Arnos Lee: Live Review

 

The first time I saw Amos Lee live in concert I was 12 years old. The Philly-based artist and I have both come a long way in the 11 years since then. I’ve watched him at four different Portland venues after almost every album he’s released. His records, while beautiful in their own right, are just bridges between performances for me; he does his best to make every show a spiritual experience for his audience. It’s clear that his music is a spiritual experience for him, too.

On Friday night after his first few songs he said, “I feel stronger about the music than ever after 11 years. Ultimately for me it’s about serving you and sharing these songs with you so that you can go home and feel inspired.” I cannot imagine the last 11 years of my life without Amos’ music. I rue the day that he stops performing.

But for now, I’ll give you a rundown of what happened that Friday night.

Amos and his band played a wide variety of old and new tunes, opening with the upbeat One Lonely Night from the 2016 album Spirit. The show ebbed and flowed, each song building on the next with a few short interludes of Amos’ anecdotes (this time we learned about the woman who inspired Colors (self-titled album 2005), that his mother’s name is Loretta (Mountains of Sorrow, Rivers of Song 2013), and about the 2nd graders he taught in Philly during the day when he was playing every open mic in town back in 2004). In performance, one of the best things about Amos and his band is their ability to improvise (or more likely, to pretend that their very practiced mash-up seems totally new)—Amos’ rich, powerful voice often turns to the rat-a-tat scatting of a seasoned jazz/R&B singer. The second and third songs he played were jazzed-up versions of oldies-but-goodies Bottom of the Barrel and Keep it Loose, Keep it Tight (self-titled album 2005). He played and talked about the new album, but he didn’t over-sell it, and I won’t oversell it here by giving you a song-by-song accounting. The concert was not a radio ad to boost record sales. It was music for the sake of music. Regardless of the mood of the song, Amos bobs his head in a way that causes his whole body to move with the music, he closes his eyes, and he sings—he never screams– every note he lets out is pure music, pure poetry, pure joy.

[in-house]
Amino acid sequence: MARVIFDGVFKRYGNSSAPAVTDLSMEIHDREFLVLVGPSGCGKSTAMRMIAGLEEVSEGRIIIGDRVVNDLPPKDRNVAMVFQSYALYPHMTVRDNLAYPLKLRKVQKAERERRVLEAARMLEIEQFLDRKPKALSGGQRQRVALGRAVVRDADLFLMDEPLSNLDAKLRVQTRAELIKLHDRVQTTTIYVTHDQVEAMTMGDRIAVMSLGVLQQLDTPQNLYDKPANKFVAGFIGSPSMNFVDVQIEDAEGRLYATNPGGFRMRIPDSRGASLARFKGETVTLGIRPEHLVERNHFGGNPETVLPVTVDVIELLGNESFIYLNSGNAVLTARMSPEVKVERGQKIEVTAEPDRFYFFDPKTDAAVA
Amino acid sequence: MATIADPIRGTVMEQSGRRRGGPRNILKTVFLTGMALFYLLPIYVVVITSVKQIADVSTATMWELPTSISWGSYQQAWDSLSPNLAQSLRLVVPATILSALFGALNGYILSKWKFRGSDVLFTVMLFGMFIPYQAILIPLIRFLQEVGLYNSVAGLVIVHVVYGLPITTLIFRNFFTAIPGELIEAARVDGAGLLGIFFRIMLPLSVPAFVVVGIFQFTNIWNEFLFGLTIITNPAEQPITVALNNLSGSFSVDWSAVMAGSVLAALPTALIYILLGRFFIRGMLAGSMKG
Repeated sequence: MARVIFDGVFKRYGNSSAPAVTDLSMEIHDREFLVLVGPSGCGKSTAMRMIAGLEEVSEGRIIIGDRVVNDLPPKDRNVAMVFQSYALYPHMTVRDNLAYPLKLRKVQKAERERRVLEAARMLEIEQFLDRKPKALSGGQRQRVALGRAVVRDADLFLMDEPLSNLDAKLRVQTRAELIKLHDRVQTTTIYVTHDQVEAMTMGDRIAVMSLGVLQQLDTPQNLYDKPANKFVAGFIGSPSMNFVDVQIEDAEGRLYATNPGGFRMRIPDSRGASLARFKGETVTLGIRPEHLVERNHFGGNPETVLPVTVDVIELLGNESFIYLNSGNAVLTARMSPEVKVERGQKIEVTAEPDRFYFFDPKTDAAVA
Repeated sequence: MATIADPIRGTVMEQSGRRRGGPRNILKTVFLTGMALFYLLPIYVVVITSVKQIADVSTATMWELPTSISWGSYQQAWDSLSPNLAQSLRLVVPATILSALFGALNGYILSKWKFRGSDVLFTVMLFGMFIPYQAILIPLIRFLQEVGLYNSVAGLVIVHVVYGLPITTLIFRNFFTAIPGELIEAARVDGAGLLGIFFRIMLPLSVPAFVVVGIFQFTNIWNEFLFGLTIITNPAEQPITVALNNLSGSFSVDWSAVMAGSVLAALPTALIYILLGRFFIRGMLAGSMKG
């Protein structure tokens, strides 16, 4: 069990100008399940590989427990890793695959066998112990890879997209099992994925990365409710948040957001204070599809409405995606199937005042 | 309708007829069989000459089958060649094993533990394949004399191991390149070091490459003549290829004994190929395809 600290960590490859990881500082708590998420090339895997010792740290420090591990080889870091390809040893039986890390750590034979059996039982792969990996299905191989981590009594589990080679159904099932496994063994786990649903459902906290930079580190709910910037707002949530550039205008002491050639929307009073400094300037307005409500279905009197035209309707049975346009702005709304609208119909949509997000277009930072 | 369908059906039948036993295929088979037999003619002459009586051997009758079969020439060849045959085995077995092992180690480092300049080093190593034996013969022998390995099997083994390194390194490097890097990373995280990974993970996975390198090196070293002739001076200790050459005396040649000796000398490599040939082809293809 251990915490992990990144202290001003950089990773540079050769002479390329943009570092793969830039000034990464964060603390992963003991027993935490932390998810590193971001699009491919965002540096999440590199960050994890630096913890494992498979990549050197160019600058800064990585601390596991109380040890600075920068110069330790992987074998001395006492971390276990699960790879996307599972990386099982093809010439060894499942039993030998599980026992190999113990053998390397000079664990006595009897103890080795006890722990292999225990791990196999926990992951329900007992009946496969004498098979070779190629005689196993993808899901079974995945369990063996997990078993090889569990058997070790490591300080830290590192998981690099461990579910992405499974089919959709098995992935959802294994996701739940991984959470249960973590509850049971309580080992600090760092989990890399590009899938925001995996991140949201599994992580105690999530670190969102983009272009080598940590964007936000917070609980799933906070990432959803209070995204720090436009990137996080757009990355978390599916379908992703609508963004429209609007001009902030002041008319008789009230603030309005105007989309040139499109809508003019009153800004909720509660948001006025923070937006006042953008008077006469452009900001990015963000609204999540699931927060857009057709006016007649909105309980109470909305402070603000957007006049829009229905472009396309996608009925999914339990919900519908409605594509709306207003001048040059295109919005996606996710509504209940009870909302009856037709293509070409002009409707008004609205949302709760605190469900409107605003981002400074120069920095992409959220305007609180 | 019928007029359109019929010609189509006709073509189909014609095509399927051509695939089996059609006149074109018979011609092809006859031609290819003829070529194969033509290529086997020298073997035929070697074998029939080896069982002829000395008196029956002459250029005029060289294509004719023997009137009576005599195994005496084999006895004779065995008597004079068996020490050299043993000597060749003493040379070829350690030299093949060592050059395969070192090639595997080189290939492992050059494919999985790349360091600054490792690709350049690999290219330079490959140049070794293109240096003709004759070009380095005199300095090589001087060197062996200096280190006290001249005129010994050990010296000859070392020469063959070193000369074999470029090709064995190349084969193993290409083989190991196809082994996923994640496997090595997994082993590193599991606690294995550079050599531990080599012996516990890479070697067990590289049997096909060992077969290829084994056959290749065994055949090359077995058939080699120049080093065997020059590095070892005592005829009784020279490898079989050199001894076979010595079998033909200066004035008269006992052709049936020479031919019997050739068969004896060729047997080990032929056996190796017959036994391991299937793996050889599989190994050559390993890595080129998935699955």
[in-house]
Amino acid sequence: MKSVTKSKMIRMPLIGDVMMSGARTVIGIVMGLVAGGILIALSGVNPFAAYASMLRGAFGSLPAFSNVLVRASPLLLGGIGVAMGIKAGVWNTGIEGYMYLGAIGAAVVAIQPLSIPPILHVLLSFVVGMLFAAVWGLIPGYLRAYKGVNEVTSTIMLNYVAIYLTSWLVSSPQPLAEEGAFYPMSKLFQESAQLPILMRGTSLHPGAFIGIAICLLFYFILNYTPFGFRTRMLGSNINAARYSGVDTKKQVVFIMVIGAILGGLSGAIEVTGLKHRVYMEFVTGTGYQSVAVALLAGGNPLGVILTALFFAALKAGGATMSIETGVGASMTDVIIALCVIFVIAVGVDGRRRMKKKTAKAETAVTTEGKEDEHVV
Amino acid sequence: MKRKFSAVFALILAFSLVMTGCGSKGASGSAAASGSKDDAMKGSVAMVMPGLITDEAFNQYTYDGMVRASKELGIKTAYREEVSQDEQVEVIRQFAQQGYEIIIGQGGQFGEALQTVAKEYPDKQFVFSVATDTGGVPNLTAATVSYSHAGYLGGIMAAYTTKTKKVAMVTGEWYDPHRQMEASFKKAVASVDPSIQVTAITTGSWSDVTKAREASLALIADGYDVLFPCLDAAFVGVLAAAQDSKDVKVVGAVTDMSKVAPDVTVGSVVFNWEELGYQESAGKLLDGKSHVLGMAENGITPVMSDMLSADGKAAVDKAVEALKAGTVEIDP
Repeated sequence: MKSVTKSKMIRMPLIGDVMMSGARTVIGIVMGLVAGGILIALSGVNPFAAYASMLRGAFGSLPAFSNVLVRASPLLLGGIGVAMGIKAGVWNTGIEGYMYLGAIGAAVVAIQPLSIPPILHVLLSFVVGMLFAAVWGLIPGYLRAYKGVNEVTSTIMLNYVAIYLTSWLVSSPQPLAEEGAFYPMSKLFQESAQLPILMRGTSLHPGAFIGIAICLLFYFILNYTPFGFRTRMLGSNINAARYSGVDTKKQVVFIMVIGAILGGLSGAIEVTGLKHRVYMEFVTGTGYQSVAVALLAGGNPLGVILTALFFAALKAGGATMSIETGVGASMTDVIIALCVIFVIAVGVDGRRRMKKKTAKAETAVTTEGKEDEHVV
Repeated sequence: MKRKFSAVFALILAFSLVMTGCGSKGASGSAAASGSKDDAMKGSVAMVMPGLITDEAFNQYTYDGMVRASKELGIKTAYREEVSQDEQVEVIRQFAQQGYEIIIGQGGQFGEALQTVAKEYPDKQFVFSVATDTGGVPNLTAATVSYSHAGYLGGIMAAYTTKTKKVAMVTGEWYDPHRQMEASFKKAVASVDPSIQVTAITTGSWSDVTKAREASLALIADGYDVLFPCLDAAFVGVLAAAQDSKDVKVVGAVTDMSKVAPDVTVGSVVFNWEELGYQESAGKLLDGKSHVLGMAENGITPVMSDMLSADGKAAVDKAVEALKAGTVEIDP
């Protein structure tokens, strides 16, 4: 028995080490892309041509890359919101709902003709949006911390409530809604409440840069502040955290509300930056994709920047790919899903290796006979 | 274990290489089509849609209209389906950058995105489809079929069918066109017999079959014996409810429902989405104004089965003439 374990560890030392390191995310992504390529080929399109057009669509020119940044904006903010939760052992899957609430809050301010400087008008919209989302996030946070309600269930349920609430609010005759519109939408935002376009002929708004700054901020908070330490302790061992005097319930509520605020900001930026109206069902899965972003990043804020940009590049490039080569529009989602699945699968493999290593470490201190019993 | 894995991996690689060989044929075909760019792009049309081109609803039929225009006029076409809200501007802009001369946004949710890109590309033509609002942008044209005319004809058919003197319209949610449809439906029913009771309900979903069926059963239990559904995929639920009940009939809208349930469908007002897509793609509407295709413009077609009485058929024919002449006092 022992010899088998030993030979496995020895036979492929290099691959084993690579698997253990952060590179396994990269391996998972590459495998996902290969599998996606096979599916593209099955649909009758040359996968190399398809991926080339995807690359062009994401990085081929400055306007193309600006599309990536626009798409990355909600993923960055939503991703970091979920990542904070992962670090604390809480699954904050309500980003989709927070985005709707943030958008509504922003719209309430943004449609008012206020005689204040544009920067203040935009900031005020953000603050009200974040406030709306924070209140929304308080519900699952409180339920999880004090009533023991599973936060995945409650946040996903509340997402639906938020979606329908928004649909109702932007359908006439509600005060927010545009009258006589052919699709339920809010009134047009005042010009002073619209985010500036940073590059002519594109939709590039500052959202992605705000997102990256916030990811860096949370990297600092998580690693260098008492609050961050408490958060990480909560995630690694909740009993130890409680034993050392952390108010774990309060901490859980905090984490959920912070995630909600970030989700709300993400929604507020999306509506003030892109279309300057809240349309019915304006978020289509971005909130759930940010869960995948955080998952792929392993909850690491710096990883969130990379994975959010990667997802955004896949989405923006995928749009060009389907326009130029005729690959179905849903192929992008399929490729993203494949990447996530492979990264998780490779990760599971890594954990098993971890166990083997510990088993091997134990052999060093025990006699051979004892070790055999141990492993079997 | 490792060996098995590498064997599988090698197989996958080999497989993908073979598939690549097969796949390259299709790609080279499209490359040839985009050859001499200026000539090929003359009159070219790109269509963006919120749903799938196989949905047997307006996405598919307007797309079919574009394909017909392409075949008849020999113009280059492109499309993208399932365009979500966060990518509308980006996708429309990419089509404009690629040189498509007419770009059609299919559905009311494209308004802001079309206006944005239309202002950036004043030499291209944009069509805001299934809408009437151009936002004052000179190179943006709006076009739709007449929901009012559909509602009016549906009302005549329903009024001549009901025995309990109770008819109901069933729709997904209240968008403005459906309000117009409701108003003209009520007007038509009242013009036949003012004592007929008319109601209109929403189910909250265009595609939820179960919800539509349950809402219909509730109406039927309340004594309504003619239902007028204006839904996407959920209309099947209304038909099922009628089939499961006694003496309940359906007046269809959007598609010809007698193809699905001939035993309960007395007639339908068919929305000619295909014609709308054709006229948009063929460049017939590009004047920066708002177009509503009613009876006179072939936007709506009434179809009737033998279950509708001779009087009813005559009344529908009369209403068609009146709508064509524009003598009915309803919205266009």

Every Amos concert I’ve attended has had at least one big surprise cover performance. One year it was John Prine’s Angel from Montgomery. One year it was Bloodhound Gang’s The Bad Touch (with the help of Mutlu). Two years ago it was Frank Ocean’s Think About You. This year the cover was….unfathomably, unpredictably, and yet so typically Amos: Ginuwine’s Pony. It was loud, long, and incredible. Even people who had never heard the original song were out of their seats. What’s interesting is that the driving force behind these covers is always the unique abilities of the opener or a member of Amos’s band; they play these different songs to highlight talent that isn’t Amos. Angel from Montgomery was performed with the whole band around one microphone, emphasizing their harmonizing skills. The Bad Touch was an R&B experimental with Mutlu. Think About You and Pony both featured the gorgeous and unexpected soft falsetto of his second guitarist/sax played. Because, like Amos said at the Schnitz the other night, it’s about bringing people the music. It’s about the art. Nobody ever said it was about Amos.

Twice that night he sang on stage alone, and it was like no one else was in the venue. He played two of his most emotional songs (both in content and in musical quality), Colors and Arms of a Woman (both from the self-titled album, Colors as part of the main set and Arms of a Woman as the first encore). These songs got the loudest applause. It says a lot about the talent of an artist if their original work remains relevant, remains popular, remains evocative, even so many years later. That all being said, listening to Amos Lee over a period of 11 years has taught me that in his presence, whether it’s in the audience at the Oregon Zoo stage, or a more private concert blasting from my portable Bluetooth speaker, real art is just a breath away, in his spirit, in the spirit his music awakens in you.

 

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